Pushing the limits of artificial intelligence and machine learning on mobile devices, the Google Tensor chip is coming to flagship Pixel 6 and 6 Pro smartphones.
Google’s Pixel smartphones have always leaned heavily on the tech giant’s expertise in AI and ML. For example, other smartphone makers add extra camera lenses to improve night vision. Or to create effects such as Bokeh – blurring the background in portraits. Meanwhile, Pixel handsets have performed these tricks in software using Google’s AI and ML smarts.
With the upcoming Pixel 6 and 6 Pro smartphones, Google’s AI and ML ambitions are pushing the limits of Qualcomm’s Snapdragon processors as used in the Pixel 5, according to Rick Osterloh – Google’s senior vice president of devices & services.
As rumoured, Google has confirmed that it is moving away from using third-party chips in favour of designing its own Tensor System on a Chip (SoC). The Google Tensor chip will first appear in the Pixel 6 and 6 Pro smartphones launching later this year.
AI is the future of our innovation work, but the problem is we’ve run into computing limitations that prevented us from fully pursuing our mission. Tensor was built for how people use their phones today and how people will use them in the future. As more and more features are powered by AI and ML it’s not simply about adding more computing resources, it’s about using that ML to unlock specific experiences for our Pixel users
Google’s Rick Osterloh
Switching to Samsung
Google reportedly co-developed the eight-core, five-nanometer, ARM-powered Google Tensor chip with Samsung, under the code name Whitechapel.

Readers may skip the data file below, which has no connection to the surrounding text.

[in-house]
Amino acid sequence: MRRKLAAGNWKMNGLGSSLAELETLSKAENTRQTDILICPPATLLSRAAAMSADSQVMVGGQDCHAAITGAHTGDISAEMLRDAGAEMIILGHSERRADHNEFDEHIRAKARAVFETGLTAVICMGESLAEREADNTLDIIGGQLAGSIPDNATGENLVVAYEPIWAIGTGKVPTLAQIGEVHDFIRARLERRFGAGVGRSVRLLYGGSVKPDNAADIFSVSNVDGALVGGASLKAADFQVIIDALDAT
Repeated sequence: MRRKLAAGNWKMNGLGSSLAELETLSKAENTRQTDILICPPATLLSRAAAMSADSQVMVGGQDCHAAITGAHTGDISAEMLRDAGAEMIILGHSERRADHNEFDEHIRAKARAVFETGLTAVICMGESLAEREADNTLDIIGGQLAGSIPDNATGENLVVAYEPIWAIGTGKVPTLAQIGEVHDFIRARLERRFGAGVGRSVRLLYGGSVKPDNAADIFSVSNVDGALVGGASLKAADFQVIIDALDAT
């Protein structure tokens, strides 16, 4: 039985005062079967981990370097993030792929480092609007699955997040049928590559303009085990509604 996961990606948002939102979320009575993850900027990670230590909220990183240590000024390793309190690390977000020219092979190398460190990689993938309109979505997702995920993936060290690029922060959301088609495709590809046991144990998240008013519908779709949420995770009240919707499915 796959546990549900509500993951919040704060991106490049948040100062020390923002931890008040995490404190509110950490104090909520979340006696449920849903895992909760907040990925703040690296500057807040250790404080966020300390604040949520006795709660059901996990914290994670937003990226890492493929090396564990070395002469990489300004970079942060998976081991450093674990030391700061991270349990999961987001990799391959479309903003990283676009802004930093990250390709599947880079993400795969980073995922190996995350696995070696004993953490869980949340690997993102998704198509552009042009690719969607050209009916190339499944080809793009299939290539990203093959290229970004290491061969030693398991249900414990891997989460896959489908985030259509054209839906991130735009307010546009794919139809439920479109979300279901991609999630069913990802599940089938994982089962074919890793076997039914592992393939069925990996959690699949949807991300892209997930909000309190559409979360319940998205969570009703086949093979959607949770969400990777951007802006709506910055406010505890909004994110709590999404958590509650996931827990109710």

As such, Google Tensor chips are likely to share some DNA with Samsung’s own ARM Exynos chips. Samsung favours Exynos chips over Qualcomm’s Snapdragon chips in its high-end Galaxy devices.
Google first unveiled its Tensor Processing Unit back in 2016. The tech giant uses these custom chips in its data centres to handle neural network machine learning.
Likewise, the new Google Tensor chip is optimised for Google’s AI and ML mobile applications. These include speech recognition, language translations and computational photography models.
The move from Google comes as rival Apple also shifts to its own ‘Apple Silicon’ chips. They power Apple’s high-end iOS mobile devices and MacBooks. Similarly, Google will likely bring Tensor chips to its range of Pixelbook notebooks.
Pixel smartphones have struggled to gain much Android market share alongside smartphone heavyweight Samsung. Potentially tapping into Samsung’s Exynos expertise with a Google Tensor chip could lead to more powerful Pixel devices. They’d likely outgun their Qualcomm Snapdragon-based ancestors.
This will give the Pixel range a shot in the arm. Yet performance alone will not help Pixel smartphones gain ground on Samsung. Samsung’s own Exynos chips and other rival ARM chips will continue to pack more grunt under the bonnet over time.
Google’s Android operating system runs on the majority of the world’s smartphones. Even so, some advanced AI and ML features such as image processing have always been limited to Google’s own Pixel devices.
With the move to a custom Google Tensor chip, Google can do more with the Pixel range to help it stand out from the crowd.
More AI-based features are coming to Android 12, but you can be sure Google will reserve a few for the Pixels. Will they be enough to turn heads? We won’t know until we get our hands on the Pixel 6 and 6 Pro.